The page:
Those familiar with Windows NT 4.0 will remember that by adding more that one network card to a system and enabling IP forwarding, you could use Windows NT as a router. Though the functionality was limited to acting as a static router or one which could only exchange information with other routers using RIP version 1, the ability to have NT act as a router was often used where a hardware-based solution (such as a Cisco router or similar) was impractical or too expensive. Windows 2000 builds on this functionality, with the Routing and Remote Access service (RRAS) providing the ability to integrate with other routers using a variety of popular routing protocols including RIP versions 1 and 2, as well as OSPF. Further to this, RRAS will also allow your server to act as a demand-dial router, initiating dial-up connections (as well as VPN connections) via ISDN and standard phone lines. This demand-dial functionality provides what could potentially be a very cost-effective solution in offices where Internet or related dial-up costs (such as WAN connection) are prohibitively expensive.
Before having a discussion about configuring a router, I think it is first important to understand what a router actually does, especially besides the obvious (routing packets). For the sake of simplicity, lets consider a 2-subnet internet. In order for hosts on one subnet (who have a given address range) to talk to computers on another subnet, they must communicate using a router as an intermediary. Sometimes referred to as a gateway, the router has a connection on both networks, usually with separate network interface cards, one on each subnet. When a host on one subnet needs to talk to a host on another, it forwards the frame it has created to the local router interface. Upon receiving the frame, the router does a number of things. First, it strips off the associated frame addressing (for example the Ethernet MAC addresses), and then looks at the destination IP address. Though the router (usually) won’t know about the whereabouts of a specific host, it will know about the networks to whom it is attached at a minimum, as well as any it has learned about via routing protocols. If the router has the destination network in its routing table, it will note the IP address to where the datagram should be sent next, either the destination host itself, or another router (if applicable). After decrementing the TTL of the datagram by 1 (as happens at every router), the router them frames the datagram for the underlying network technology, including the appropriate MAC addressing, and forwards the frame to that host.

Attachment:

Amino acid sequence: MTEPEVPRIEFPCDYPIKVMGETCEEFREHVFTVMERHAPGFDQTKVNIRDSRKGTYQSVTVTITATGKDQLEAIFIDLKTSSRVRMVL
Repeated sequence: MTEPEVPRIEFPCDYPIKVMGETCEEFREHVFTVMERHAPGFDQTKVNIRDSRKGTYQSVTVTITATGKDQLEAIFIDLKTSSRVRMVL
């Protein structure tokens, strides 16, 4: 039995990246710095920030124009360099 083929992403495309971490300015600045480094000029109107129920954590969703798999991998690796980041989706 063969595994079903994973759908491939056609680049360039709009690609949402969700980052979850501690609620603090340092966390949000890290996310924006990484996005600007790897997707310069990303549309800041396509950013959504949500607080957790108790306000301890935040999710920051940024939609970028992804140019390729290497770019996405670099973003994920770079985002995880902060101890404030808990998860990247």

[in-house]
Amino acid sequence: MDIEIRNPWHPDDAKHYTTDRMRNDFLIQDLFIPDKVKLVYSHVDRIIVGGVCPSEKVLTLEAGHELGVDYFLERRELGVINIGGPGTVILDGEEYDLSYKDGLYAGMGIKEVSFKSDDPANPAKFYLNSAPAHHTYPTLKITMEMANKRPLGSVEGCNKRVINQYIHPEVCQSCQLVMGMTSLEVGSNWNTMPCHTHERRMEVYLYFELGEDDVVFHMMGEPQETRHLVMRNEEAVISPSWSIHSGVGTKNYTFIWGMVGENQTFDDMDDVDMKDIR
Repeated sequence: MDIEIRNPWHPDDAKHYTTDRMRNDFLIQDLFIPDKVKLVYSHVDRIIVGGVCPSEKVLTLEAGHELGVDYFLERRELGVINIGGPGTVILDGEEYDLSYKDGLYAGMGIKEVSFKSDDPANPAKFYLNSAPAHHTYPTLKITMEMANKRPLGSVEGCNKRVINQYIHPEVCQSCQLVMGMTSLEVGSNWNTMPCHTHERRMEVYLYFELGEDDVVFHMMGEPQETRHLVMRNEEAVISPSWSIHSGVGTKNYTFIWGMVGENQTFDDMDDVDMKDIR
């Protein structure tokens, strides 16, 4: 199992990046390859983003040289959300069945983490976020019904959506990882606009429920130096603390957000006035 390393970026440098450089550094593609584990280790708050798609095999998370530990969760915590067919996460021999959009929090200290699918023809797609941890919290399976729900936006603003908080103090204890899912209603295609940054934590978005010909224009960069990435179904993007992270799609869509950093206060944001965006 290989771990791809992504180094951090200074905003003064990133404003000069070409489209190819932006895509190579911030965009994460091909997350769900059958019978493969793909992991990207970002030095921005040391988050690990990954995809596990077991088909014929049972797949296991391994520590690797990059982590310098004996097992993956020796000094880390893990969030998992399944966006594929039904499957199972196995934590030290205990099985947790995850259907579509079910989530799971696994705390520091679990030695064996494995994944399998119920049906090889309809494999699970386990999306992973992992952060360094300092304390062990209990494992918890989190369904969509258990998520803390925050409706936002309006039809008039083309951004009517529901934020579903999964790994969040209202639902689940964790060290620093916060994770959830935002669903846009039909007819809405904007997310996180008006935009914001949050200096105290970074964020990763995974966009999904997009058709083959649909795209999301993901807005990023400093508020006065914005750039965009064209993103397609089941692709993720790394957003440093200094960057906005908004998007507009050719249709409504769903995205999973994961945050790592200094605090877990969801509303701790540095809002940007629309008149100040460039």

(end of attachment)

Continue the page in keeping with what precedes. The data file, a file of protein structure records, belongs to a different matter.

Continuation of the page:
Whenever you talk about routers you should be sure to distinguish between routing protocols and routed protocols. Quite simply, a routed protocol is one whose traffic has an addressing scheme that allows it to be routed, such as IP or IPX. On the other hand, a routing protocol is one that routers use to exchange information with one another, such as RIP or OSPF.